The NC Wildlife Resource Commission (NCWRC) does more than issue hunting licenses. It assesses the size and health of wildlife populations, and then uses this information during hunting seasons to control the size of the "take" in a given season. So, since our state legislators in the past had been effectively lobbied to take the regulation of foxes away from the NCWRC, this assessment of population is not done, and there is no limit on the number of foxes that can be taken.
So what are the rules for those with Controlled Fox Hunting Preserves?
"For commercial purposes of fox and coyote hunting, the preserve must be greater than or equal to 500 acres, with the exception of smaller areas containing terrain and topographical features that offer escape cover. The preserve must also be operated following the Rules of 15A NCAC 10H .1202-.1207.
An examination and inspection of the preserve by Wildlife Resources Commission may be conducted at any time.
An accurate record, including all purchase records and billing information for all foxes and coyotes, must be maintained and available for inspection by an authorized Commission personnel upon request. It is illegal to import into North Carolina any foxes or coyotes to stock a Controlled Fox Hunting Preserve."
Not too bad, so far. Then we get to this part:
"Fox Tags: It is unlawful to buy, sell, barter, trade, or otherwise transfer possession or ownership of the carcass or pelt of any fox without having affixed to such carcass or pelt an individual fox tag. ... A fox tag or tags must be procured before taking foxes by any method designed to kill foxes ...
Fox Tag Exemptions: Licensed trappers are exempt from tagging requirements if live-trapped foxes are trapped for purpose of sale to licensed controlled fox hunting preserves."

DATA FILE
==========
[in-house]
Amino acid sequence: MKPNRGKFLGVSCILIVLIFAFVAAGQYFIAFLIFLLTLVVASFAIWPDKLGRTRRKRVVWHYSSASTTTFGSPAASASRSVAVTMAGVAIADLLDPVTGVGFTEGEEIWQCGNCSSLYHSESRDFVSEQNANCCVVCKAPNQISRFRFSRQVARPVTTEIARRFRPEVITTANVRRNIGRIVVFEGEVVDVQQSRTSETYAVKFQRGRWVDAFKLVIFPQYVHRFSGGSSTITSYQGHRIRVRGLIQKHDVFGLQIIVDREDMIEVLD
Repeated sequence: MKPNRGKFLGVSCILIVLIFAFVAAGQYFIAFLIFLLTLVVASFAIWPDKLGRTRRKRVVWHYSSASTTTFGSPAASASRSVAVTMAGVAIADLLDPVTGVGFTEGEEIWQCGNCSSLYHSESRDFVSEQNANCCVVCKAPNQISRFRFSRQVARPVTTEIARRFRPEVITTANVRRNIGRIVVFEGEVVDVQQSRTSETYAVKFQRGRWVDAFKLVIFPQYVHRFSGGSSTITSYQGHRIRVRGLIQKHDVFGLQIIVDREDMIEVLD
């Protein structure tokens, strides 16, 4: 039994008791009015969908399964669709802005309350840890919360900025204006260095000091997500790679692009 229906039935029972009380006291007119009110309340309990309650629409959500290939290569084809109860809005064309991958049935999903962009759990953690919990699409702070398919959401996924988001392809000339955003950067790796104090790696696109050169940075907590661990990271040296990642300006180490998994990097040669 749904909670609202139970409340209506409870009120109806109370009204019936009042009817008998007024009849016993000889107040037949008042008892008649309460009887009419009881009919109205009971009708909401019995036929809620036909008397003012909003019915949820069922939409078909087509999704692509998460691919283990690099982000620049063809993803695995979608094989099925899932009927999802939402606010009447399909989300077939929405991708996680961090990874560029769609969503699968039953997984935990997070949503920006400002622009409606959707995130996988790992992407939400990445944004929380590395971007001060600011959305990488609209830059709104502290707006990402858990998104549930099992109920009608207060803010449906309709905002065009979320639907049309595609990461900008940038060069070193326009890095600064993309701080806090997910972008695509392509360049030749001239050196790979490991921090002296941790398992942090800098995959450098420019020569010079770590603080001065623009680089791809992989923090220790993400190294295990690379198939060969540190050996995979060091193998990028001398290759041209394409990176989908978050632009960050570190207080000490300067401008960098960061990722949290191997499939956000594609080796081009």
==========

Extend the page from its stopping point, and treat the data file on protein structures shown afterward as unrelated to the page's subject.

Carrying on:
At our most recent meeting, the Council's first recommendation to the Commission was to approach our local representatives about creating statewide legislation on foxes, to clean up the 27 (28 if you count the Controlled Preserve exemption) different hunting seasons, and to restore the NC Wildlife Resource Commission's authority to regulate fox hunting and trapping, as it does for every other game species in the state. (This legislation has been drafted, but is reportedly "stuck in committee.") I would stick with that vote. Without the active management of the NCWRC, we as a state have abdicated responsibility for this species just to benefit those who would like the ability to hunt all year, with no control over how many fox are taken.
The second recommendation we made was for Commissioners, in the interim period where there is no statewide legislation, to adopt a law nearly identical to that of neighboring Hendersonville County--the idea being that we should at least attempt to keep down the number of DIFFERENT hunting seasons for foxes. Knowing now that a licensed trapper would have no limit on his take of foxes for sale to preserves-- this is a vote I would take back.
The NCWRC assesses suitability of habitat and works with the Forest Service and others to manage forests to provide for species that are in decline--and this includes non-game species, as well. They are the only agency with the knowledge to equitably manage wildlife resources in this state, and, therefore, the only agency that should be determining the numbers of foxes that can be taken in a given year. We should let them do their job.